- By Thomas E. RicksThomas E. Ricks covered the U.S. military for the Washington Post from 2000 through 2008. He can be reached at email@example.com.
By Jim Gourley
Best Defense military culture correspondent
If there is one cult classic film that has contributed to the military’s language of inside jokes over the years, it’s Mike Judge’s "Office Space." The structure and culture of fictional company Initech could have been drawn directly from that of any higher headquarters staff. The movie has all but supplanted Catch-22 for the modern military in characterizing the monotonous absurdity of how the professional organization is managed. But maybe after 13 years of botchery in military leadership, it’s time to dispatch with the endless Congressional hearings on the litany of malfeasance in military leadership and invoke one of the film’s more prominent but less-referenced characters — "the Bobs."
"The Bobs" are two consultants hired by Initech to fire employees based on their relative uselessness to the company. Their catch phrase was "what is it you’d say you do here?"
This seems a perfect moment to ask the Joint Chiefs of Staff exactly that question. At this point, it is incontrovertibly evident that the U.S. military failed to achieve any of its strategic goals in Iraq. Evaluated according to the goals set forth by our military leadership, the war ended in utter defeat for our forces. The cost of the war alone accounts for 10% of the current U.S. national debt, and cost 176,000 lives by conservative estimates. Throughout, the military has repeatedly bungled the care of its service members and their families, wounded and otherwise. Psychological care failed to meet the need of service members, and progress was delayed predominantly by stigmas among leadership all the way to the top ranks. And even after the Walter Reed scandal we now learn that problems within the military health care system not only persisted, but also extended to service members’ families across the entire force. Attitudes among service leadership have also been noticeable in their backward resistance to accepting changes in and adapting to the views of the society it represents and protects. Our top leaders opposed changing the rules on gay service members even as it became obvious the majority of society and even active duty personnel supported openly gay service members. As if they deliberately meant to top their tone-deaf response to that issue, the entire gang assembled before Congress to deliver, as Senator Roy Blunt (R-MO) told the assembled military leaders, a "stunningly bad" round of answers on the issue of sexual assault in the ranks. For an encore, they gave us the Jeff Sinclair trial.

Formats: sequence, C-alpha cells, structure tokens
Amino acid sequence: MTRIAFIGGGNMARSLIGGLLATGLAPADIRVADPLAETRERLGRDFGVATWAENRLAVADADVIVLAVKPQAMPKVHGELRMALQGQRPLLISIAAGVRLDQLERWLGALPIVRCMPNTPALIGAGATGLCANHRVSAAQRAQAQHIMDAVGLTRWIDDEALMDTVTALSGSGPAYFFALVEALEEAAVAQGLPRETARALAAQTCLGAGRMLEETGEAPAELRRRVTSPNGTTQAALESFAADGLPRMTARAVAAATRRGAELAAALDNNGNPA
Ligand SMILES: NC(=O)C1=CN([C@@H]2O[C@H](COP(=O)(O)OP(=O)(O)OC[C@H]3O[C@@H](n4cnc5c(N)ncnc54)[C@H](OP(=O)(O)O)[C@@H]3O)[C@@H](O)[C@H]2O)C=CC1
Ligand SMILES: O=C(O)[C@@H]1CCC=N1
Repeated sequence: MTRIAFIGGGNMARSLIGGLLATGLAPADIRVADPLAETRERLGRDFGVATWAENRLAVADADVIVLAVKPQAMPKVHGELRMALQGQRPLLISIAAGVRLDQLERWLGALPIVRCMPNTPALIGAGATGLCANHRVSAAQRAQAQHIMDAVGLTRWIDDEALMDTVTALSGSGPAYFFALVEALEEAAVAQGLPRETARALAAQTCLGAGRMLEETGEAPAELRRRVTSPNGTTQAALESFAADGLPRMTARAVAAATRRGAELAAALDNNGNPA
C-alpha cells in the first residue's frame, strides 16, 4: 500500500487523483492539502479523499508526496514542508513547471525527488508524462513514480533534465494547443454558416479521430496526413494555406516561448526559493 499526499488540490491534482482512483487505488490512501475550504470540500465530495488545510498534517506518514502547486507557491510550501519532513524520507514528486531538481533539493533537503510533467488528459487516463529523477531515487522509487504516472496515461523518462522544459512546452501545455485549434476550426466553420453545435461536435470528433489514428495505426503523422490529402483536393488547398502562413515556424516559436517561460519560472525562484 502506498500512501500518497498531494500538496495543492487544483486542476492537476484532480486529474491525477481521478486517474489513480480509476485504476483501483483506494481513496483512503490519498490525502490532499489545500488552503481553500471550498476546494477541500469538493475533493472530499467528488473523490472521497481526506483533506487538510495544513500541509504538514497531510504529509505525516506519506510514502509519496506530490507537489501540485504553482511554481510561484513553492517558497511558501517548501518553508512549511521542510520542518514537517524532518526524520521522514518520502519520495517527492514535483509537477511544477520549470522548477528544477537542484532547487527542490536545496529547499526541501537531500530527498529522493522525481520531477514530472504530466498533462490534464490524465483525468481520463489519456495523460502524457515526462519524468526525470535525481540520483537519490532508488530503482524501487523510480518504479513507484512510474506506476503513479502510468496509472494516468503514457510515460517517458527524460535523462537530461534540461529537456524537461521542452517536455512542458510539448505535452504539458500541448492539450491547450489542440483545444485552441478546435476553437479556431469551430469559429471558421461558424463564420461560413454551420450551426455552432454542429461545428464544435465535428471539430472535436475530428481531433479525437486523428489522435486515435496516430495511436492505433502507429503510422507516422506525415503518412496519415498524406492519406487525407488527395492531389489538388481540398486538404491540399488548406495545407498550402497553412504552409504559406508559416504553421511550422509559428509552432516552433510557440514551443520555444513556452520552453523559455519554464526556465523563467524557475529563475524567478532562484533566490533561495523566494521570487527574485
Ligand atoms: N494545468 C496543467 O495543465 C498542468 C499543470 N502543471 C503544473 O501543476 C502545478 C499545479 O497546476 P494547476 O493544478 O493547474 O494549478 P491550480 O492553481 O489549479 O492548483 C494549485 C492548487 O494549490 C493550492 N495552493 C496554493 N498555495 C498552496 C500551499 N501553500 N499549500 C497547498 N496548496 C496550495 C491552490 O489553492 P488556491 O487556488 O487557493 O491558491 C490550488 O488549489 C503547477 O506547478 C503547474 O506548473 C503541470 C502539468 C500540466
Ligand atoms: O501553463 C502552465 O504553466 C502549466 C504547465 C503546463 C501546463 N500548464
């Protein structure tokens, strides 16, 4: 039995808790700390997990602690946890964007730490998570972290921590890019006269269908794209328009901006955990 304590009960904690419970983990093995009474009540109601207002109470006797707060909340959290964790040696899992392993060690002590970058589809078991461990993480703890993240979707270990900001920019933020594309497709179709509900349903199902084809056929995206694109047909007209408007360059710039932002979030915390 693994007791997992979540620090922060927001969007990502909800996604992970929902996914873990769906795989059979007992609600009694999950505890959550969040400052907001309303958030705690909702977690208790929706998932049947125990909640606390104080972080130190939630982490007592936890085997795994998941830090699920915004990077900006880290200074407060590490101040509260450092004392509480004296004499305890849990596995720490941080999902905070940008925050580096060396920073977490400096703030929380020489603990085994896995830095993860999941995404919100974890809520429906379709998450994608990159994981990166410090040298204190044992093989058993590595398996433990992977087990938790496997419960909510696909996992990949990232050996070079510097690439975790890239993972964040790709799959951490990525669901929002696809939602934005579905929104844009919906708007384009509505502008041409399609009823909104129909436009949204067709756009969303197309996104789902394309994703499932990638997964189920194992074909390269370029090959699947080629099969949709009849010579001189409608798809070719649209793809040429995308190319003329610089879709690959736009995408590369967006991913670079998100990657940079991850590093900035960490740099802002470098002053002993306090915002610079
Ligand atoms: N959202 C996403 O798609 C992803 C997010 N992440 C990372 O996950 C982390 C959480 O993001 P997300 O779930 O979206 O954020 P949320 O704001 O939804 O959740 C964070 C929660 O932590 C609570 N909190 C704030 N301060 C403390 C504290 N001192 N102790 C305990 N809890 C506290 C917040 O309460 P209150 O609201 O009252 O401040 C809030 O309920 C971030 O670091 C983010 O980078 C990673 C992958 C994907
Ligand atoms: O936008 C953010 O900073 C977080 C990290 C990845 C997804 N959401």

But even worse than the military’s management of employee healthcare and human relations is its budgeting. The only thing the military seems to do well when it comes to money is ask for more. After losing billions of contract dollars in Iraq and squandering millions on the most comedic fashion show in history, the military continues to run headlong into some of the most disastrous-looking acquisitions projects in all of military history, and at a time when the premium is placed on fiscal conservatism. The Navy seems to be purchasing the littoral combat ship in the belief that it will stop adversaries with shock and confusion. Likewise, the Air Force has entrenched itself so deep around the F-35 that one wonders if they can even see the sky anymore, which is just as well since the plane itself can’t reliably get off the ground after years of development and "fixes." And even as we saddle ourselves with technological albatrosses, we find that the defense department is perhaps one of the least competitive organizations in the United States for attracting new employees.
So let’s recap. Our leadership can’t figure out how to win a war. It can’t responsibly manage or supervise the application of people or money in the conduct of war. It cannot adequately meet its promises to care for its employees or their family members. Its strategy for maintaining technological parity with its global competitors is questionable. The current morale among its employees has never been lower since 9/11. Its ability to maintain an edge in human capital is in peril of disaster in the very near future. Fighting and winning our wars while maintaining the health of our armed forces is the responsibility of its leadership. We have fought poorly, lost, and our health is in decline.
So, top military leaders: What is it you’d say you do here?